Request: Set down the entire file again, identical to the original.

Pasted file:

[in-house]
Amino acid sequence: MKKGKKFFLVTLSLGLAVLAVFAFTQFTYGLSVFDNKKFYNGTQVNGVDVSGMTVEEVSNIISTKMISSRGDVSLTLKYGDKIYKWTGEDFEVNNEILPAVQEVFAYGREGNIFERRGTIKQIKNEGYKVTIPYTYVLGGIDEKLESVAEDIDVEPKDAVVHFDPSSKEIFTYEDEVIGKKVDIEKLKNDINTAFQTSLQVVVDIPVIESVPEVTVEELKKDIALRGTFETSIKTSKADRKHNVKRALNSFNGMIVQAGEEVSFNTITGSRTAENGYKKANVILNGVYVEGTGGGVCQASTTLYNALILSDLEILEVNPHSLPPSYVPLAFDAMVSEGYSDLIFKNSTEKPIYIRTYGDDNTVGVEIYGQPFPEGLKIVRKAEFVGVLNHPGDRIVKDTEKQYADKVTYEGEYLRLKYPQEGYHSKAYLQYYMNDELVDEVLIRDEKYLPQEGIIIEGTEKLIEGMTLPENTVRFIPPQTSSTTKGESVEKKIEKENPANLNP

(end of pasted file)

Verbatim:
[in-house]
Amino acid sequence: MKKGKKFFLVTLSLGLAVLAVFAFTQFTYGLSVFDNKKFYNGTQVNGVDVSGMTVEEVSNIISTKMISSRGDVSLTLKYGDKIYKWTGEDFEVNNEILPAVQEVFAYGREGNIFERRGTIKQIKNEGYKVTIPYTYVLGGIDEKLESVAEDIDVEPKDAVVHFDPSSKEIFTYEDEVIGKKVDIEKLKNDINTAFQTSLQVVVDIPVIESVPEVTVEELKKDIALRGTFETSIKTSKADRKHNVKRALNSFNGMIVQAGEEVSFNTITGSRTAENGYKKANVILNGVYVEGTGGGVCQASTTLYNALILSDLEILEVNPHSLPPSYVPLAFDAMVSEGYSDLIFKNSTEKPIYIRTYGDDNTVGVEIYGQPFPEGLKIVRKAEFVGVLNHPGDRIVKDTEKQYADKVTYEGEYLRLKYPQEGYHSKAYLQYYMNDELVDEVLIRDEKYLPQEGIIIEGTEKLIEGMTLPENTVRFIPPQTSSTTKGESVEKKIEKENPANLNP